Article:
Last night I sat at the dinner table worn, exhausted, contemplating my effectiveness as a mom.
An hour earlier I had been kneeling in the rain on the edge of a busy sidewalk as dozens of people walked by. I was clinging to my four year old and using every tool in both my mom and counselor arsenals to get him to calm down and talk to me about what he was feeling rather than screaming. He was not a good listener in his occupational therapy appointment and did not receive the prized lollipop from the therapist – the lollipop that he had been talking about since before we got there. He ran out of the appointment and down the busy sidewalk, angry and stubborn as only an extremely strong-willed 4 year old can be. I was the crazy woman running down the sidewalk after him, frustrated and in love with this wild child, afraid for his safety, and embarrassed by his actions.
And now here we were on the sidewalk, rain pouring down. Here I was trying to rationalize with a child who at this point was definitely not in a rational state of mind. I pulled out my cell phone to call my husband to pick us up. There was no way a taxi was going to pick up this soaking wet pair of mom and screaming child.
He ran again, down the sidewalk and around the corner. A stranger blocked his way to allow the frantic, running mom shouting “stop” to catch up. The rain came harder. I held him in my arms. I told him I loved him, but we had to find another way to handle this.
We hunched under the awning next to a hairdresser’s shop. Little by little he started to calm down, all while still begging for his lollipop. He rationally understood why he did not earn it, but oh how he wanted it. The rain poured harder. A kind mother inside the shop knocked on the window and told us to come inside. We called Dad again to tell him we were okay. After all, I frantically hung up on him the last time we both went running. He talked to his dad and gradually calmed down some more.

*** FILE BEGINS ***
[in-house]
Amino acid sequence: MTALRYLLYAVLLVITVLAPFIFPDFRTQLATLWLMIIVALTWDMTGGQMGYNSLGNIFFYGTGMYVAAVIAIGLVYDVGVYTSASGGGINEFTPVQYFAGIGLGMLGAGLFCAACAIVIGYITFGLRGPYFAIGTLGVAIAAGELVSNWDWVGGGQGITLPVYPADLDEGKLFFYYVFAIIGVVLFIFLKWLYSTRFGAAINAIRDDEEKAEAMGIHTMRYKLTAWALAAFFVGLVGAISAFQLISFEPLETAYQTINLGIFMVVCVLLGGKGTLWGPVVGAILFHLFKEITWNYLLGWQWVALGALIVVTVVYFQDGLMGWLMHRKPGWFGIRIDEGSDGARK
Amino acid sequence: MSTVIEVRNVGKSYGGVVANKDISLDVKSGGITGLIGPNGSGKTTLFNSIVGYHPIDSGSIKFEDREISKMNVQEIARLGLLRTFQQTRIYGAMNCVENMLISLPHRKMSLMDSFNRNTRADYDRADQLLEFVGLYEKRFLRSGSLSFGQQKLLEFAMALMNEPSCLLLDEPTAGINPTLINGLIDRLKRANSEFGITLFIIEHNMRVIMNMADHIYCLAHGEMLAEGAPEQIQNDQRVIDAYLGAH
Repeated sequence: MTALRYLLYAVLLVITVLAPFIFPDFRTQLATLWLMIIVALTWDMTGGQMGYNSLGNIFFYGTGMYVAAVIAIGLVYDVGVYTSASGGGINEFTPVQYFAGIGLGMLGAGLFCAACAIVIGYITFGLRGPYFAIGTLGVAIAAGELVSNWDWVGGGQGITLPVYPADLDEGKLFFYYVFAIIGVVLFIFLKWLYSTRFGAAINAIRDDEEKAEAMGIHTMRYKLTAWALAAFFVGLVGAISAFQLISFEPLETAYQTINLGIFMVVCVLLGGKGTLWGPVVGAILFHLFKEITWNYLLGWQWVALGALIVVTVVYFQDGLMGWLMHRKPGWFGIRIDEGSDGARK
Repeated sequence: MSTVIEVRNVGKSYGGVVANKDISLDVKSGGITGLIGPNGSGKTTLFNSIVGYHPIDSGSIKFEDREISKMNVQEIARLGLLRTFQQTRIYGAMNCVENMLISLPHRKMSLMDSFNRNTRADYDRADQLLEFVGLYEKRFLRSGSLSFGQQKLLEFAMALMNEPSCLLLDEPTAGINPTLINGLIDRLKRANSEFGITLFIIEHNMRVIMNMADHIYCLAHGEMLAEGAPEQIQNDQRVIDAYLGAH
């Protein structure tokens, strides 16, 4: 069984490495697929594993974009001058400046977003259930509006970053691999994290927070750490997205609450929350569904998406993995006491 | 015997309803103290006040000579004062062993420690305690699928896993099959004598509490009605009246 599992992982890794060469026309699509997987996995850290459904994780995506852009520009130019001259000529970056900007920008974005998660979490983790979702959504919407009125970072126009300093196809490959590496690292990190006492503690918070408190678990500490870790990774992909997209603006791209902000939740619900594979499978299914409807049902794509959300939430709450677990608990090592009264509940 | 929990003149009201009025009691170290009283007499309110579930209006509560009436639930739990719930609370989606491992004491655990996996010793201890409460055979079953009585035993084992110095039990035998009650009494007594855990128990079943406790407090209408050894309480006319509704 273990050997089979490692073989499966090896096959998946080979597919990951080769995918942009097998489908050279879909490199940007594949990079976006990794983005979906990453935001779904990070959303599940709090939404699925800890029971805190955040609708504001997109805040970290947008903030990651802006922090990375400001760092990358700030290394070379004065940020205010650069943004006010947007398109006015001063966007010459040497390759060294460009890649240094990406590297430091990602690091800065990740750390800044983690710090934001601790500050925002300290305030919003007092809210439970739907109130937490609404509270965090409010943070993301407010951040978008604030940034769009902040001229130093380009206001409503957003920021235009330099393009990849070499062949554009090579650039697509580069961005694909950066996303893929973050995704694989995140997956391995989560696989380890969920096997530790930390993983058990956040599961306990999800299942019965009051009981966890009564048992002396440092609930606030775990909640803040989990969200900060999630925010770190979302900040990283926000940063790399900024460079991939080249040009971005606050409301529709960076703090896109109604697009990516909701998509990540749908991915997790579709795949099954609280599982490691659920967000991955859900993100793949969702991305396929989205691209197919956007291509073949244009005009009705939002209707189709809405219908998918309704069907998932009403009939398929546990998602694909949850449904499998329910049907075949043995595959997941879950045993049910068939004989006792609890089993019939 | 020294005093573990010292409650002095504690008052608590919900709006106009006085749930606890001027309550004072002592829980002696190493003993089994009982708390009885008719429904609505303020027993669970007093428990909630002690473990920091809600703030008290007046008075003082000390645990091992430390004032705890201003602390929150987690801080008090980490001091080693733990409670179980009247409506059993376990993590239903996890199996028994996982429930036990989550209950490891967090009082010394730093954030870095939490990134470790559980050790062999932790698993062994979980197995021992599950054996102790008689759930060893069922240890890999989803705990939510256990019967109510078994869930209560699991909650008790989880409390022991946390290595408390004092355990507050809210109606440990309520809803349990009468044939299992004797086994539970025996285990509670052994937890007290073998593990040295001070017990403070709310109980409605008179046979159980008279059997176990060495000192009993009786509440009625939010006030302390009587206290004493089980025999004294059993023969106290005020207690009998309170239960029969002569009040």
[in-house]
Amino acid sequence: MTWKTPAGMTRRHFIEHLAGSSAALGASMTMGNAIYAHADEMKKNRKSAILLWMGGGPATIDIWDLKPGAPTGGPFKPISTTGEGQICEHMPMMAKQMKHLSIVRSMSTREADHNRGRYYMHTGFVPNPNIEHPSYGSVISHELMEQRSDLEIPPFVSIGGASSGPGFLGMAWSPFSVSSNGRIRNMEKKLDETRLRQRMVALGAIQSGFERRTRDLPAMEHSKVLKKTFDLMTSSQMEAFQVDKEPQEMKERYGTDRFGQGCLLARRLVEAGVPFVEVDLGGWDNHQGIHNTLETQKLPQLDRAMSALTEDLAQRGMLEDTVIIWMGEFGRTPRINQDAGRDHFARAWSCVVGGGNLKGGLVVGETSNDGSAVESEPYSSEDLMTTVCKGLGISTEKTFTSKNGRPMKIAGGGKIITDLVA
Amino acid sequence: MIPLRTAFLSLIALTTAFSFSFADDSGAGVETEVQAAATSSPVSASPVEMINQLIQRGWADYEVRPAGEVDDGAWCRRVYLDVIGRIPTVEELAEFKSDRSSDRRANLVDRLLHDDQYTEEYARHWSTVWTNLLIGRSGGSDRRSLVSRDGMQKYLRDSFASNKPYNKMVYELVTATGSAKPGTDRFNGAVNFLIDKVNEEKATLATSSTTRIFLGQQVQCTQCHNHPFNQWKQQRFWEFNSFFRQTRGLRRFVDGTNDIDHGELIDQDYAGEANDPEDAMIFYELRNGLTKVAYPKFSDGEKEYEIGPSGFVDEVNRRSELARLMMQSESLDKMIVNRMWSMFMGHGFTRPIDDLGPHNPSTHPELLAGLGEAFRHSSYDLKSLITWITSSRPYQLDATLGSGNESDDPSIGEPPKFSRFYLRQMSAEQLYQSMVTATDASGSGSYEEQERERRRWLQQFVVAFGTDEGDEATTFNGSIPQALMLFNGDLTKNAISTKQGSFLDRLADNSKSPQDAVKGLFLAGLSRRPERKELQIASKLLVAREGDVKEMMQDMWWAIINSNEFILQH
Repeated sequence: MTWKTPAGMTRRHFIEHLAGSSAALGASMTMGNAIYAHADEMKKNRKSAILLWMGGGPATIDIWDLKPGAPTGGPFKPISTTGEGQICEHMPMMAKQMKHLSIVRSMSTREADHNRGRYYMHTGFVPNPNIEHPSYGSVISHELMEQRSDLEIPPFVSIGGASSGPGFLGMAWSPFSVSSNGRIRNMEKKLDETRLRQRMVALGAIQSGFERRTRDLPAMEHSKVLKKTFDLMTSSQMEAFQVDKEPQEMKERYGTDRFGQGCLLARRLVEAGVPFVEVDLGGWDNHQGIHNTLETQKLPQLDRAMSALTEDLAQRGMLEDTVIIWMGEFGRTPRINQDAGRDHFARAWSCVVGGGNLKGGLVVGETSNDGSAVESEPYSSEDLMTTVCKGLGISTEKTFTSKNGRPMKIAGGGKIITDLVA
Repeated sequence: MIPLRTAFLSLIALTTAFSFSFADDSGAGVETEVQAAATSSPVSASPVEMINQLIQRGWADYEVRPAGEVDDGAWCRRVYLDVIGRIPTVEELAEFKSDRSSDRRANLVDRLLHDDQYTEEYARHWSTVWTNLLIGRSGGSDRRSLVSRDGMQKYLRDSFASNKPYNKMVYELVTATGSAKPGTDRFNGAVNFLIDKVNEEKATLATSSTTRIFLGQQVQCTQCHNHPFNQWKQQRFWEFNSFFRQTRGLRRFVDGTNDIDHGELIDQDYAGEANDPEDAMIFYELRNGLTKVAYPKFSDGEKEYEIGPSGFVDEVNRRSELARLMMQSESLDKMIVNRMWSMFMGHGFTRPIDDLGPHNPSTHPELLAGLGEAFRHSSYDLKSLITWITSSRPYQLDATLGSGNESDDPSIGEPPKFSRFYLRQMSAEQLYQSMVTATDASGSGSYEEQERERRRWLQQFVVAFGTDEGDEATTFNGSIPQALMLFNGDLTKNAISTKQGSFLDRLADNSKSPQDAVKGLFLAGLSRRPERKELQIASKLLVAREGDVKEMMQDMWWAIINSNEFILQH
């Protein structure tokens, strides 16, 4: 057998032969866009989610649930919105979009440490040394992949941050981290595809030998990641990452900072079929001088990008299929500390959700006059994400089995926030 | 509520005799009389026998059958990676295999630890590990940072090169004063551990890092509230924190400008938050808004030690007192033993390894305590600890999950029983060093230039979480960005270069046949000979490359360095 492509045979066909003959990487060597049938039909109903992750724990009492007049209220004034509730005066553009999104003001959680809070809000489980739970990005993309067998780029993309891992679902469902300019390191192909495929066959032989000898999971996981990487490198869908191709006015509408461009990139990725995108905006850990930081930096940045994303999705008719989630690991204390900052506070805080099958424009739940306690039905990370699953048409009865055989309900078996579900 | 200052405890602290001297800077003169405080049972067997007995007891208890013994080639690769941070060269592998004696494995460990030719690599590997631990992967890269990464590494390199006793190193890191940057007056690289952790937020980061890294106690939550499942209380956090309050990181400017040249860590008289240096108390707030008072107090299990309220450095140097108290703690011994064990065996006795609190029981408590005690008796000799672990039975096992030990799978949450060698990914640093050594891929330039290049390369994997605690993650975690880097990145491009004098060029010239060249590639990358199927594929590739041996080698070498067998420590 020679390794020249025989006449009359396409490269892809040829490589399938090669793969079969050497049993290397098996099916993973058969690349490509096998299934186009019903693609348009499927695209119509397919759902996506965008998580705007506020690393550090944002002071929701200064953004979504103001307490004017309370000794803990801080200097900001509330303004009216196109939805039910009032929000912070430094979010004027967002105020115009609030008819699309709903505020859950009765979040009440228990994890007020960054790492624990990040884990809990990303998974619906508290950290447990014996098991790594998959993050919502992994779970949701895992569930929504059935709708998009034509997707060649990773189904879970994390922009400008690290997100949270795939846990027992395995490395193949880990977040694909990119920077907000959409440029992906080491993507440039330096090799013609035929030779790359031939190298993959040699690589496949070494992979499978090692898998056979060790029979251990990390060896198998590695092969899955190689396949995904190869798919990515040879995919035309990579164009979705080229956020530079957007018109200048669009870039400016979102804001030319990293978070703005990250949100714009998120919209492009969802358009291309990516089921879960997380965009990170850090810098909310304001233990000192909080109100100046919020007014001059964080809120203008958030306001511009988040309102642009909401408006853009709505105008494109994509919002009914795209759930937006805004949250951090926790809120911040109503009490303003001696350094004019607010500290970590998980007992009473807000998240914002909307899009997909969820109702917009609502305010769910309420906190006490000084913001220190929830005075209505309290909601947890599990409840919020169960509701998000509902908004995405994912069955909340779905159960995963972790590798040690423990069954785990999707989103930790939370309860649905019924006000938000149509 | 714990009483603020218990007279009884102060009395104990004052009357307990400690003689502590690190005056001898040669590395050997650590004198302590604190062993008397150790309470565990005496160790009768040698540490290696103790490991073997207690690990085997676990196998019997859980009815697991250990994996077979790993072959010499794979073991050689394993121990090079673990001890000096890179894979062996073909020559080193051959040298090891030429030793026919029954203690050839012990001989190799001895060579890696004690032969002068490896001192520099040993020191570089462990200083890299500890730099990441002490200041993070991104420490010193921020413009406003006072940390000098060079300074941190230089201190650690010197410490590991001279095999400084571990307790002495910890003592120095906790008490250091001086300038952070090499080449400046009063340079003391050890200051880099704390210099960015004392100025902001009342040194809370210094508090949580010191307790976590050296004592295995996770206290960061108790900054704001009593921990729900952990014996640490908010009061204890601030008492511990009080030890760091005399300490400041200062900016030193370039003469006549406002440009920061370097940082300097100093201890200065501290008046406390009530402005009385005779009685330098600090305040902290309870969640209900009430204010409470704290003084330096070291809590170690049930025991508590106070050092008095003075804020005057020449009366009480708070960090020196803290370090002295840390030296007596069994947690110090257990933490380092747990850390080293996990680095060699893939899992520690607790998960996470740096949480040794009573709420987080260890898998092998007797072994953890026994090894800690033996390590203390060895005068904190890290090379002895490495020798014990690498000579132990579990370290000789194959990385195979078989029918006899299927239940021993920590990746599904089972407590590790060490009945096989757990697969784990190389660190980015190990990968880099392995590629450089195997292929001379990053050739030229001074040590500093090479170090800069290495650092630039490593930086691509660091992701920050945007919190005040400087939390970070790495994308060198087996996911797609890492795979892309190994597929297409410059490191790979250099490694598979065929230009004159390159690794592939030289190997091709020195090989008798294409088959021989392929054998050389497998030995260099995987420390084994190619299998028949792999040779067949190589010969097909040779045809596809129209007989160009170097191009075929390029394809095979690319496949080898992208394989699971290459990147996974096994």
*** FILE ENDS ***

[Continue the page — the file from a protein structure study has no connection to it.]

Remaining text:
Eventually we climbed into our taxi and made our way home. He fell asleep in my lap in the car, sweet and peaceful; a totally different child than he had been 30 minutes earlier.
And now here I was at the dinner table sitting next to my 6 year old.
“Mommy why do you look so sad?”
“Your brother made some bad choice tonight and wasn’t a good listener. Sometimes when he behaves that way I feel like I am not doing a good job as mom.”
“When we misbehave and don’t listen you feel like a bad mom?”
He contemplated this deep within his 6 year old self and patted my arm in reassurance.
After the boys were in bed I hunched over the toilet getting rid of most of the dinner I had eaten. Apparently my third child, still in the womb, needed to get in on the evening’s action.
I laid in bed and I prayed. I prayed that I would learn how to parent each of my children individually and love them well. I prayed for stamina, wisdom and strength. I snuck in a few prayers that this third baby would be more relaxed and a little less strong-willed than my second child.
This is my life. This is motherhood – the highs and the lows and all the in between days. It’s not for the weak.